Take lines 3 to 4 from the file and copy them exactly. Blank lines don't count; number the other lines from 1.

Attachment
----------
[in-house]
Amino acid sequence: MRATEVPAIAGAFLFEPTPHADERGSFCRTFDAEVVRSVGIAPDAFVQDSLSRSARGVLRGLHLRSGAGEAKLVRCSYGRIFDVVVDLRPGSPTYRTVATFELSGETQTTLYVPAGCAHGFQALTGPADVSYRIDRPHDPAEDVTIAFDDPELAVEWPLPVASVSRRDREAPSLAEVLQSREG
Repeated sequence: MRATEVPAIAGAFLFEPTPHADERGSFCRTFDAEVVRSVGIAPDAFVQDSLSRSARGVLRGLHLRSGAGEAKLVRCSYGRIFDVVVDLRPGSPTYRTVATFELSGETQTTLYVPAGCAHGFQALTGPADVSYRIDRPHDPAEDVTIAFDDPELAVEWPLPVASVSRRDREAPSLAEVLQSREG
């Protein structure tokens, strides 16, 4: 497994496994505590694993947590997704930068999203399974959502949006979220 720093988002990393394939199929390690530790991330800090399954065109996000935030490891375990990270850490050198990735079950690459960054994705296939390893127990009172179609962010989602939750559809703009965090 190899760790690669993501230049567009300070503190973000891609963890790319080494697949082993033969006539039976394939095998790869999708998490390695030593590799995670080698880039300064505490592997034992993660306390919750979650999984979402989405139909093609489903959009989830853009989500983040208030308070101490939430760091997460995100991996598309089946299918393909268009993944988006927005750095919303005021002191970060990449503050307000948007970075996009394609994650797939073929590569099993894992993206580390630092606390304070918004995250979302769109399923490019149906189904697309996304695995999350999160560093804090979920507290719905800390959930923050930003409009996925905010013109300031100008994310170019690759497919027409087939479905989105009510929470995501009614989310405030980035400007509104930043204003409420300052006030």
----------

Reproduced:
Repeated sequence: MRATEVPAIAGAFLFEPTPHADERGSFCRTFDAEVVRSVGIAPDAFVQDSLSRSARGVLRGLHLRSGAGEAKLVRCSYGRIFDVVVDLRPGSPTYRTVATFELSGETQTTLYVPAGCAHGFQALTGPADVSYRIDRPHDPAEDVTIAFDDPELAVEWPLPVASVSRRDREAPSLAEVLQSREG
């Protein structure tokens, strides 16, 4: 497994496994505590694993947590997704930068999203399974959502949006979220 720093988002990393394939199929390690530790991330800090399954065109996000935030490891375990990270850490050198990735079950690459960054994705296939390893127990009172179609962010989602939750559809703009965090 190899760790690669993501230049567009300070503190973000891609963890790319080494697949082993033969006539039976394939095998790869999708998490390695030593590799995670080698880039300064505490592997034992993660306390919750979650999984979402989405139909093609489903959009989830853009989500983040208030308070101490939430760091997460995100991996598309089946299918393909268009993944988006927005750095919303005021002191970060990449503050307000948007970075996009394609994650797939073929590569099993894992993206580390630092606390304070918004995250979302769109399923490019149906189904697309996304695995999350999160560093804090979920507290719905800390959930923050930003409009996925905010013109300031100008994310170019690759497919027409087939479905989105009510929470995501009614989310405030980035400007509104930043204003409420300052006030």